Low Volume:

Running back catches and yards

Last season, the screen pass was arguably the Packers’ most productive offensive play. This season, they have gotten next to nothing in the passing game from Lacy and Starks (just 9 catches for 72 yards or 8.2 percent of the team’s passing yards; last year it was 15.2 percent). That has forced them to become one-dimensional in the passing game, turning to receivers Randall Cobb or Ty Montgomery in the backfield for a spark. Unlike other dynamic offenses, the Packers have no threat of Lacy or Starks running a legitimate passing route like a slant or a wheel route. So instead, a dumpdown, swing pass, or screen pass seems to be their only options.

Player of the Quarter:

Nick Perry

The doubt has always been more about availability than ability for Perry. Fully healthy and a full-time starter this season, the 2012 first-round draft pick has become one of the all-around top outside linebackers in the league. Perry has been a force against the run — setting the edge and disrupting running plays in the backfield — and rushing the passer (his 4.5 sacks lead the team). With 22 pressures in four games, he is third in Pro Football Focus’ pass rushing productivity metric among 3-4 outside linebackers. With a knack for batting down passes and leading all Packers’ front seven defenders in snaps this season (152), Perry is a most deserving Pro Bowl candidate so far. 

Play of the Quarter:

Aaron Rodgers’ touchdown pass to Davante Adams at Jacksonville

So many of Rodgers highlight plays and throws have come out of the pocket. This was one of his best in the pocket. Facing a third-and-10 on the Jaguars’ 29 with 20 seconds left in the first half, the Packers line up with three receivers right and one left. Starks is to the left of Rodgers in the shotgun. The Jaguars are showing a blitz and have no deep safety just before the snap. At the snap, the Jaguars end up rushing six but disguise one – linebacker Telvin Smith – who drops into coverage on tight end Jared Cook in the slot. With the Packers’ receivers all running vertical routes, Rodgers steps up in the pocket to try to avoid blitzing cornerback Jalen Ramsey. Ramsey grabs him by the back of the jersey but even as Rodgers is pulled backward, he heaves a pass to the goal line where Adams snares a tightly contested ball from cornerback Davon House. The Packers take a 21-17 halftime lead and go on to win the season opener, 27-23.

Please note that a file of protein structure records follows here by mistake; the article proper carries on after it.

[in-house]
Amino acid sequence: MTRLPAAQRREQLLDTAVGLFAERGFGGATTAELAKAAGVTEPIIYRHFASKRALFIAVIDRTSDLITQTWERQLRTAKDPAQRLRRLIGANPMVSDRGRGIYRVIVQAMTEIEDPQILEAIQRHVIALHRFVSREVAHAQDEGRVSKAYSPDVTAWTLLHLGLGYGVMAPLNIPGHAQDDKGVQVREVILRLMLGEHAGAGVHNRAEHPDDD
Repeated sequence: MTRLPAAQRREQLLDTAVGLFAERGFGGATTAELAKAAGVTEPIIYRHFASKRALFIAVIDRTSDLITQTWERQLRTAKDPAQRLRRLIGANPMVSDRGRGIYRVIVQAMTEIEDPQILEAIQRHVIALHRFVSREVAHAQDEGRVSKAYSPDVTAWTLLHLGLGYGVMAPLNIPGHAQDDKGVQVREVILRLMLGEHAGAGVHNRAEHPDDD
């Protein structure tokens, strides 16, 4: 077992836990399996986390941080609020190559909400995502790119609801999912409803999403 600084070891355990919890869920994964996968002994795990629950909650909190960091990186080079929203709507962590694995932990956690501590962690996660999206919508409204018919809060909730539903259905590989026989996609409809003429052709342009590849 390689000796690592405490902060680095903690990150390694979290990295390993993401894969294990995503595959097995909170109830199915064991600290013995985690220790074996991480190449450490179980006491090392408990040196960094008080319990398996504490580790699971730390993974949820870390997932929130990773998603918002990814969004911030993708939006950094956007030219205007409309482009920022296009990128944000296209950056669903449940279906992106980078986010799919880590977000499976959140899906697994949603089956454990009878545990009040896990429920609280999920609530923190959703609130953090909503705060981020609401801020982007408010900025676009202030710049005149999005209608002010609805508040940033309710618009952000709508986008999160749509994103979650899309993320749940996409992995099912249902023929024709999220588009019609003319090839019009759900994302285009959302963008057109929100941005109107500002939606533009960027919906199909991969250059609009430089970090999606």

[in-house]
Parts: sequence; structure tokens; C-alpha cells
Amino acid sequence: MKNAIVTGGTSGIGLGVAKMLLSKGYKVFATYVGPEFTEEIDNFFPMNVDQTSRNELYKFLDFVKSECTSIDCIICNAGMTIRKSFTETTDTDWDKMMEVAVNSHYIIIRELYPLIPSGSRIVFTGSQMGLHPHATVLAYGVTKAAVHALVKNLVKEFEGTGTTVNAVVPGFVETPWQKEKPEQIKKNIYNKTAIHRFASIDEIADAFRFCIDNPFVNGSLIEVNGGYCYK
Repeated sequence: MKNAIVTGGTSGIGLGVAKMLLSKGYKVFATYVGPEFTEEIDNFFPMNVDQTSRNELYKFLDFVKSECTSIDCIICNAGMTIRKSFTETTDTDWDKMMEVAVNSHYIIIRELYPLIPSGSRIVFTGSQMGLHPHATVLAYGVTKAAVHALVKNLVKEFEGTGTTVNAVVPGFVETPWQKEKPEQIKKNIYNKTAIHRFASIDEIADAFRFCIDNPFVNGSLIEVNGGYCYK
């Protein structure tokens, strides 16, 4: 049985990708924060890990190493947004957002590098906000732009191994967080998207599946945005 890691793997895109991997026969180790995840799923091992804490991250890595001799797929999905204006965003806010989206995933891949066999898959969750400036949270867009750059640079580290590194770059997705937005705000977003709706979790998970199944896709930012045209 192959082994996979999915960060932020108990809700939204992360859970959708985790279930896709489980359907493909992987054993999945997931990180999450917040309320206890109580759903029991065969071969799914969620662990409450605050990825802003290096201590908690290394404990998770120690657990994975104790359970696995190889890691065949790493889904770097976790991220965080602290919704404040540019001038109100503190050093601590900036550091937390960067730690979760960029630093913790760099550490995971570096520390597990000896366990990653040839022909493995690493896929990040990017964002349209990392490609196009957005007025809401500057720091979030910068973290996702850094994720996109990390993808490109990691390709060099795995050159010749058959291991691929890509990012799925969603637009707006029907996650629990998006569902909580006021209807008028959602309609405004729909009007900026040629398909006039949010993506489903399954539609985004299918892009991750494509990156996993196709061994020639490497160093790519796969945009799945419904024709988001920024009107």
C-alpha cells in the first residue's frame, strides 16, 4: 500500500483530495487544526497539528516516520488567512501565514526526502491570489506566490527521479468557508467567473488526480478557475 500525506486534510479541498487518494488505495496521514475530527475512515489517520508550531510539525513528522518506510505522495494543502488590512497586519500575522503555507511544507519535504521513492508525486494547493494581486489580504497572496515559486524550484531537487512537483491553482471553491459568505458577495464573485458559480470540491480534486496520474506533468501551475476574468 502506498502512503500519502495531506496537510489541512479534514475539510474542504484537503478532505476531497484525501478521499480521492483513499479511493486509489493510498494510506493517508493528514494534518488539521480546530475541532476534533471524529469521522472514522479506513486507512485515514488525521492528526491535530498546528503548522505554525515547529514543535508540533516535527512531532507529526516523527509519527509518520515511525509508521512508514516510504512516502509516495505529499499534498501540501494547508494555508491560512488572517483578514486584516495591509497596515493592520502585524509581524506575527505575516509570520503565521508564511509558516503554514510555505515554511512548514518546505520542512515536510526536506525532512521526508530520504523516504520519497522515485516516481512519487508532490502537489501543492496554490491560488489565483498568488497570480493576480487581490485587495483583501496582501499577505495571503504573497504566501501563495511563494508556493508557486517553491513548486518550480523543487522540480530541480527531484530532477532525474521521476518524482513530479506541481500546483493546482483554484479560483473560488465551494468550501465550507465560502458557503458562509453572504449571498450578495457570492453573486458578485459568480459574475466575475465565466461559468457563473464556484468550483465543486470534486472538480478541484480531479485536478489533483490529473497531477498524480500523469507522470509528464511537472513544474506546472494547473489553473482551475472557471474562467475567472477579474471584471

Forecast for the Second Quarter:

The Packers have started slowly in seven of coach Mike McCarthy’s 10 seasons. The 3-1 start this year would not classify as slow, though the Packers have yet to put together a complete performance (especially on offense). That being said, the second quarter of the season will begin to shape the 2016 team. With three of the next four games at home (including a Thursday night game against the Bears Oct. 20), the Packers should have an advantage. But games this Sunday against the Cowboys (4-1) and Oct. 30 at Atlanta (4-1) look much tougher than they did a month ago. Throw in a home game against the Colts to start November and 3-1 over the next four games will be tough, but doable.

Matt Tevsh has covered the Packers since 1996. E-mail him at matttevsh@hotmail.com